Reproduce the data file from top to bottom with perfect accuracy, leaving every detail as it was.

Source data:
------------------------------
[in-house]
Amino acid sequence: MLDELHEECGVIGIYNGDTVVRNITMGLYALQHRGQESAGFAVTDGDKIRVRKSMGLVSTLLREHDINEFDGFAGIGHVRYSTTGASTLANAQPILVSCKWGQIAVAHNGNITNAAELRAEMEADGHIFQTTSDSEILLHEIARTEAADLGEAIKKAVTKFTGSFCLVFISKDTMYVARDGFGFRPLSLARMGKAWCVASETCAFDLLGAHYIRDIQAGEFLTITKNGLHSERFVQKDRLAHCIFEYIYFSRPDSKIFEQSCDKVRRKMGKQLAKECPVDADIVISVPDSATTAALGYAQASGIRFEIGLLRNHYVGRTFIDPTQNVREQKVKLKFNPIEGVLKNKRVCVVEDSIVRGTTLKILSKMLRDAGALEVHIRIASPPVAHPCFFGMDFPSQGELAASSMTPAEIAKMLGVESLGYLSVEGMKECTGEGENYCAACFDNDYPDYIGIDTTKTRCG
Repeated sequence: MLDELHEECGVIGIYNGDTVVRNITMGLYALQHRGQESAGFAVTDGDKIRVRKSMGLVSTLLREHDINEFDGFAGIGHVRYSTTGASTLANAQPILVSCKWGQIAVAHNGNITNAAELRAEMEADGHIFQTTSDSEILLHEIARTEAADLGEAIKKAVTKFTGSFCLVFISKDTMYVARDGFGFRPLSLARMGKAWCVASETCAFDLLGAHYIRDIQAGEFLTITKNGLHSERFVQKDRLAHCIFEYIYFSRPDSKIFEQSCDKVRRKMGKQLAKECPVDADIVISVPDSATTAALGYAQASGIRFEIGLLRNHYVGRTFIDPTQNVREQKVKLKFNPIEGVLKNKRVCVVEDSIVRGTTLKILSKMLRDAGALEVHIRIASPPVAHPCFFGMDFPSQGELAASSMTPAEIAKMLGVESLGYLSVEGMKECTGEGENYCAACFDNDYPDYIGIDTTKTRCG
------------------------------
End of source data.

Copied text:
[in-house]
Amino acid sequence: MLDELHEECGVIGIYNGDTVVRNITMGLYALQHRGQESAGFAVTDGDKIRVRKSMGLVSTLLREHDINEFDGFAGIGHVRYSTTGASTLANAQPILVSCKWGQIAVAHNGNITNAAELRAEMEADGHIFQTTSDSEILLHEIARTEAADLGEAIKKAVTKFTGSFCLVFISKDTMYVARDGFGFRPLSLARMGKAWCVASETCAFDLLGAHYIRDIQAGEFLTITKNGLHSERFVQKDRLAHCIFEYIYFSRPDSKIFEQSCDKVRRKMGKQLAKECPVDADIVISVPDSATTAALGYAQASGIRFEIGLLRNHYVGRTFIDPTQNVREQKVKLKFNPIEGVLKNKRVCVVEDSIVRGTTLKILSKMLRDAGALEVHIRIASPPVAHPCFFGMDFPSQGELAASSMTPAEIAKMLGVESLGYLSVEGMKECTGEGENYCAACFDNDYPDYIGIDTTKTRCG
Repeated sequence: MLDELHEECGVIGIYNGDTVVRNITMGLYALQHRGQESAGFAVTDGDKIRVRKSMGLVSTLLREHDINEFDGFAGIGHVRYSTTGASTLANAQPILVSCKWGQIAVAHNGNITNAAELRAEMEADGHIFQTTSDSEILLHEIARTEAADLGEAIKKAVTKFTGSFCLVFISKDTMYVARDGFGFRPLSLARMGKAWCVASETCAFDLLGAHYIRDIQAGEFLTITKNGLHSERFVQKDRLAHCIFEYIYFSRPDSKIFEQSCDKVRRKMGKQLAKECPVDADIVISVPDSATTAALGYAQASGIRFEIGLLRNHYVGRTFIDPTQNVREQKVKLKFNPIEGVLKNKRVCVVEDSIVRGTTLKILSKMLRDAGALEVHIRIASPPVAHPCFFGMDFPSQGELAASSMTPAEIAKMLGVESLGYLSVEGMKECTGEGENYCAACFDNDYPDYIGIDTTKTRCG